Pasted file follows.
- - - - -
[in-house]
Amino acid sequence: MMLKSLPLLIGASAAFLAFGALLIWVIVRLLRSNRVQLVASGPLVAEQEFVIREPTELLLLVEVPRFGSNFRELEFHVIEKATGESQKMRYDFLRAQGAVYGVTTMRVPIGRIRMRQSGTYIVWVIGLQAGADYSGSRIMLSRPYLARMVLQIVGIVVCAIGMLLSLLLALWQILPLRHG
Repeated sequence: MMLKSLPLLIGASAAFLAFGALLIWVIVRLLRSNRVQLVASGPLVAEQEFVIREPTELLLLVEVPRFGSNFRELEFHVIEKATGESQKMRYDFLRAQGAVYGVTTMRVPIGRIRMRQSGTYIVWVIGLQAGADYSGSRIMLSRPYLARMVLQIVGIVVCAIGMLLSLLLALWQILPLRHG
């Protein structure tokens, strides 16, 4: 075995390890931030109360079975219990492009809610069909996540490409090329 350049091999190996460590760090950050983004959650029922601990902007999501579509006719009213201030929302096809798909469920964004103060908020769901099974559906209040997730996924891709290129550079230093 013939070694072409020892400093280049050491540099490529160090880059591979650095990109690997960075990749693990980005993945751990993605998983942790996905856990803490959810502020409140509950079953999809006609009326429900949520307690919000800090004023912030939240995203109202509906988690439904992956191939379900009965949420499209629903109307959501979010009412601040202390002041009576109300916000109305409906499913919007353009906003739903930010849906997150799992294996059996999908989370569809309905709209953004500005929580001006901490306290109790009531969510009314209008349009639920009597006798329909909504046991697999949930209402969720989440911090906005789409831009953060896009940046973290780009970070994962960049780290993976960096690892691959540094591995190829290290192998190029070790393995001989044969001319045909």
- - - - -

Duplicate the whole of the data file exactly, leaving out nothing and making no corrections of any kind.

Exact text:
[in-house]
Amino acid sequence: MMLKSLPLLIGASAAFLAFGALLIWVIVRLLRSNRVQLVASGPLVAEQEFVIREPTELLLLVEVPRFGSNFRELEFHVIEKATGESQKMRYDFLRAQGAVYGVTTMRVPIGRIRMRQSGTYIVWVIGLQAGADYSGSRIMLSRPYLARMVLQIVGIVVCAIGMLLSLLLALWQILPLRHG
Repeated sequence: MMLKSLPLLIGASAAFLAFGALLIWVIVRLLRSNRVQLVASGPLVAEQEFVIREPTELLLLVEVPRFGSNFRELEFHVIEKATGESQKMRYDFLRAQGAVYGVTTMRVPIGRIRMRQSGTYIVWVIGLQAGADYSGSRIMLSRPYLARMVLQIVGIVVCAIGMLLSLLLALWQILPLRHG
């Protein structure tokens, strides 16, 4: 075995390890931030109360079975219990492009809610069909996540490409090329 350049091999190996460590760090950050983004959650029922601990902007999501579509006719009213201030929302096809798909469920964004103060908020769901099974559906209040997730996924891709290129550079230093 013939070694072409020892400093280049050491540099490529160090880059591979650095990109690997960075990749693990980005993945751990993605998983942790996905856990803490959810502020409140509950079953999809006609009326429900949520307690919000800090004023912030939240995203109202509906988690439904992956191939379900009965949420499209629903109307959501979010009412601040202390002041009576109300916000109305409906499913919007353009906003739903930010849906997150799992294996059996999908989370569809309905709209953004500005929580001006901490306290109790009531969510009314209008349009639920009597006798329909909504046991697999949930209402969720989440911090906005789409831009953060896009940046973290780009970070994962960049780290993976960096690892691959540094591995190829290290192998190029070790393995001989044969001319045909």